Why Is Karachaevo-Cherkessia Quiet When Its Neighbors Suffer From Violence?
|Publication Date||25 October 2016|
|Citation / Document Symbol||Eurasia Daily Monitor Volume: 13 Issue: 171|
|Cite as||Jamestown Foundation, Why Is Karachaevo-Cherkessia Quiet When Its Neighbors Suffer From Violence?, 25 October 2016, Eurasia Daily Monitor Volume: 13 Issue: 171, available at: http://www.refworld.org/docid/582b22a94.html [accessed 17 December 2017]|
|Disclaimer||This is not a UNHCR publication. UNHCR is not responsible for, nor does it necessarily endorse, its content. Any views expressed are solely those of the author or publisher and do not necessarily reflect those of UNHCR, the United Nations or its Member States.|
Karachaevo-Cherkessia, a small republic in the Northwestern Caucasus, was among the first areas of the Russian Federation to witness a rise in Islamic jamaats during the 1990s. Yet today, Karachaevo-Cherkessia is a relatively quiet place, unlike neighboring Kabardino-Balkaria and most other North Caucasus republics to the east. The contrast is quite puzzling, given many of the risk factors that Karachaevo-Cherkessia shares with Kabardino-Balkaria and other volatile republics in the region.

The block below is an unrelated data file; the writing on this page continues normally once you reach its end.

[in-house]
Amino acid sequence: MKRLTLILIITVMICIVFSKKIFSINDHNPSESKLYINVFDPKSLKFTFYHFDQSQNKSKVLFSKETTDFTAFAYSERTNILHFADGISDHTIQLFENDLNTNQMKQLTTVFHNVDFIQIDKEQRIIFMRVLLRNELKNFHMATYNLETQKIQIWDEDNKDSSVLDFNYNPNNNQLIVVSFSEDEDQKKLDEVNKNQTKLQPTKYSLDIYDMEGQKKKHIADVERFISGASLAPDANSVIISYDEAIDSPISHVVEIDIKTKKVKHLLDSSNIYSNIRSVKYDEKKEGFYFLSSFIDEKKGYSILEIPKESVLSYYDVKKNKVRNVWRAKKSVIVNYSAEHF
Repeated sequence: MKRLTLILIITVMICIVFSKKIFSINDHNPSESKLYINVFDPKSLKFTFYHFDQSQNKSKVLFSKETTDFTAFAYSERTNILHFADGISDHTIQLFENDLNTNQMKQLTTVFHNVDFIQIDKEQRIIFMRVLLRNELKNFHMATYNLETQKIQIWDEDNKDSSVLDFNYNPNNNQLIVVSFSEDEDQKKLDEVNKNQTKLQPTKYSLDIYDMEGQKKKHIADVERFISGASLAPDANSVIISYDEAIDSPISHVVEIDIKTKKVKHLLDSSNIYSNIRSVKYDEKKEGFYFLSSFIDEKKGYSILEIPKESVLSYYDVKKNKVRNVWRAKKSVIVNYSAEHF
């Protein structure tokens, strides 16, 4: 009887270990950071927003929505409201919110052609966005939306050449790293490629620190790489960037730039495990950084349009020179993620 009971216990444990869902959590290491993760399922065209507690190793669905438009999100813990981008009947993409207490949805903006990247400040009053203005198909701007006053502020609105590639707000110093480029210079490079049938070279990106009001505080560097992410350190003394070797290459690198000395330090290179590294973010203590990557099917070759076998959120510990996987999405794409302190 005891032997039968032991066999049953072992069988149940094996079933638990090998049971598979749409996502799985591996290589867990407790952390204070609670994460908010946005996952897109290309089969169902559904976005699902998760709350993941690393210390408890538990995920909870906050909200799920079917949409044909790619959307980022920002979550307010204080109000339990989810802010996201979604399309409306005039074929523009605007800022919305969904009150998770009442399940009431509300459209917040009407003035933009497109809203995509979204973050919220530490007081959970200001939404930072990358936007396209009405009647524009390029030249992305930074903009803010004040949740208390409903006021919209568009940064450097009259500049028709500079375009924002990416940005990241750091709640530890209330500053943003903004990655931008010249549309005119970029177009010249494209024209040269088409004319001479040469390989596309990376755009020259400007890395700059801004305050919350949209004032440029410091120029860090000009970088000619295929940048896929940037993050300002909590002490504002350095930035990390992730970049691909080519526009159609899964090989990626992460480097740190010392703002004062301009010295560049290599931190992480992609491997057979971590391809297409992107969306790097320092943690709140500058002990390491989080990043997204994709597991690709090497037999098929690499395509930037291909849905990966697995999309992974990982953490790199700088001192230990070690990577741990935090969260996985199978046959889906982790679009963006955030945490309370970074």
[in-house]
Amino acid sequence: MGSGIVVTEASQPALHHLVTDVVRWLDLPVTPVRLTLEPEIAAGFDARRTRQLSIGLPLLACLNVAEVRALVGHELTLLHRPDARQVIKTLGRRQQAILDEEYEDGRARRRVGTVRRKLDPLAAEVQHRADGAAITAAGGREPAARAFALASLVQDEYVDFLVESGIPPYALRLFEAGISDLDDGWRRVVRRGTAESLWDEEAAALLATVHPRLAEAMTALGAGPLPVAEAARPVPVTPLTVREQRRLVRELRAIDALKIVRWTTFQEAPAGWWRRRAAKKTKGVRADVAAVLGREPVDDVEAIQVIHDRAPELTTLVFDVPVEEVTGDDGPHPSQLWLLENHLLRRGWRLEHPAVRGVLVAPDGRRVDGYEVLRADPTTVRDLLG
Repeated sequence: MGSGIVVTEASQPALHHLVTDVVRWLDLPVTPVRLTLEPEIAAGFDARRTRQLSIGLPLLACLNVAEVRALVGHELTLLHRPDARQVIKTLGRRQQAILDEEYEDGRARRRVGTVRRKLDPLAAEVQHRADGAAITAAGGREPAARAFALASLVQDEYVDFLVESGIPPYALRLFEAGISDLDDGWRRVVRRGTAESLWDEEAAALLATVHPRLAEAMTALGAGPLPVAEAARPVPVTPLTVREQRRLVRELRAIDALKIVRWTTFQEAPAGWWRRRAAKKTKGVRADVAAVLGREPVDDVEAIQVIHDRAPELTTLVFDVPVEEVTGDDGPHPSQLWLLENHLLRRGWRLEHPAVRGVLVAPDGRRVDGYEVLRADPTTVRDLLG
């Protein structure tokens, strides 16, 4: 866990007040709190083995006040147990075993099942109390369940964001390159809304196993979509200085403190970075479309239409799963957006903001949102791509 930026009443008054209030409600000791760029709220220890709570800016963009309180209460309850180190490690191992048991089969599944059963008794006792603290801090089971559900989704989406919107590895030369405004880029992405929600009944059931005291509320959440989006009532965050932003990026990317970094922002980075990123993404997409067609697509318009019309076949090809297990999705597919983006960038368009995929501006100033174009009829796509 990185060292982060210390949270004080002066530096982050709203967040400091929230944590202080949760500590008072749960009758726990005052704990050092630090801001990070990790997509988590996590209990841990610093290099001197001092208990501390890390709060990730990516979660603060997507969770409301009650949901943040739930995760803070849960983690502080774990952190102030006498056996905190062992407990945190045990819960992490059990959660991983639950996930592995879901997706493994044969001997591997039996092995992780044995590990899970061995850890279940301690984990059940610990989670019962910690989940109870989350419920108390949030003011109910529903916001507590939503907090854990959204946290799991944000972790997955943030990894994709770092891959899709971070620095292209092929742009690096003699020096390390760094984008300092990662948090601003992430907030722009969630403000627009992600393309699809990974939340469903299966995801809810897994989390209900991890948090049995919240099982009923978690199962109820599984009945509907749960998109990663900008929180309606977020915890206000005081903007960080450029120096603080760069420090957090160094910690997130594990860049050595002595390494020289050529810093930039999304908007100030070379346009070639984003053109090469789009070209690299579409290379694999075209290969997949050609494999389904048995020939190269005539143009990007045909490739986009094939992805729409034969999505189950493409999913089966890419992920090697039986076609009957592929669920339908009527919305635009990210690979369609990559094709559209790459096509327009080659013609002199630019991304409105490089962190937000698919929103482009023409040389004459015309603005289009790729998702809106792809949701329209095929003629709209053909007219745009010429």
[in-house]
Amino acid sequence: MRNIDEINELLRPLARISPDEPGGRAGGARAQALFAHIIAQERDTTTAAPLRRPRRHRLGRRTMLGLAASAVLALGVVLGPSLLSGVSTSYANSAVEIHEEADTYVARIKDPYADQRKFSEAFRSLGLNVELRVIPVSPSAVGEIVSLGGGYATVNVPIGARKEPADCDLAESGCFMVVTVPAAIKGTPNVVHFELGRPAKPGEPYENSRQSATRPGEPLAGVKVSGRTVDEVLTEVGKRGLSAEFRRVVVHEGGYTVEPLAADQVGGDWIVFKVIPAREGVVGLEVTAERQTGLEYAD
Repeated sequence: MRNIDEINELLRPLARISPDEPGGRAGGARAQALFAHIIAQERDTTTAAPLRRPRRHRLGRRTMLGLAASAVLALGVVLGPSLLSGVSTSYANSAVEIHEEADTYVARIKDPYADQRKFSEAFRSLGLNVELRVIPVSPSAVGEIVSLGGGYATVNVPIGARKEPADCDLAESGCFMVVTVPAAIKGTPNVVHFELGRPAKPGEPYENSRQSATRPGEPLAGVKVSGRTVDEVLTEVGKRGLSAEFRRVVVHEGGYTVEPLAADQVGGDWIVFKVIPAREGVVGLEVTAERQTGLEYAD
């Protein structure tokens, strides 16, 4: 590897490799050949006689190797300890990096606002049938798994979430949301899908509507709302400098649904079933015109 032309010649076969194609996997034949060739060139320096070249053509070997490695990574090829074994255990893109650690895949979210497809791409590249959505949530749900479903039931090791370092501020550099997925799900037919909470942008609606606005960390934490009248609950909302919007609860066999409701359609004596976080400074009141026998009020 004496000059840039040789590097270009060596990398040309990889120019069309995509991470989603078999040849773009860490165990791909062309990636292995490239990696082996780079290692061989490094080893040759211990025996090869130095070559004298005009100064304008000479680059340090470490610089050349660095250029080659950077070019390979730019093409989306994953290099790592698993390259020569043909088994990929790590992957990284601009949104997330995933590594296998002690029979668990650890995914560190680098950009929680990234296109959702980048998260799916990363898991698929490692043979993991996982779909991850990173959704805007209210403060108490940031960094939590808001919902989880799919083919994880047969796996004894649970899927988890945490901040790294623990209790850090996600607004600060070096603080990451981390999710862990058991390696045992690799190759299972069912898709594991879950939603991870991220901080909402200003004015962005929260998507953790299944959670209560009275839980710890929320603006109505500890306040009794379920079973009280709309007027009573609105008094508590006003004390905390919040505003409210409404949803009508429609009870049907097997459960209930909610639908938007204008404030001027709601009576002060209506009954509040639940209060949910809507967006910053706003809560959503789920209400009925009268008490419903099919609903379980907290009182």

The Karachay battalion took part in the first Russian-Chechen war of 1994–1996. Ethnic Karachays were implicated in the bomb attacks on the Moscow metro in the 1990s. Karachays were also reportedly involved in the explosions of houses in Moscow in 1999, which paved the way for the second Russian-Chechen war. According to Karachaevo-Cherkessian lawyer Ruslan Kubanov, radical Islamists have since left the republic, while their sympathizers came to an informal agreement with local law enforcement officials. "The authorities promised not to use unjustified violent methods against [Muslim] believers, and they, in turn, pledged not to touch the police and not to stir tensions," Kubanov told the Onkavkaz.com news analysis agency. Kubanov further argued that the police in Karachaevo-Cherkessia generally do not use unwarranted brutality toward suspects, unlike in the more violent republics of the North Caucasus. At the same time, the lawyer conceded that the police in the republic still sometimes used unlawful methods of investigation, but he only recalled a few such cases, and in those the suspect's guilt was already pretty well established. Ruslan Kambiev, a government inspector for human rights in Stavropol region, told Onkavkaz.com that the authorities in Karachaevo-Cherkessia abstained from harassing Muslims for their beliefs and punished them only if they actually broke the law (onkavkaz.com, October 19).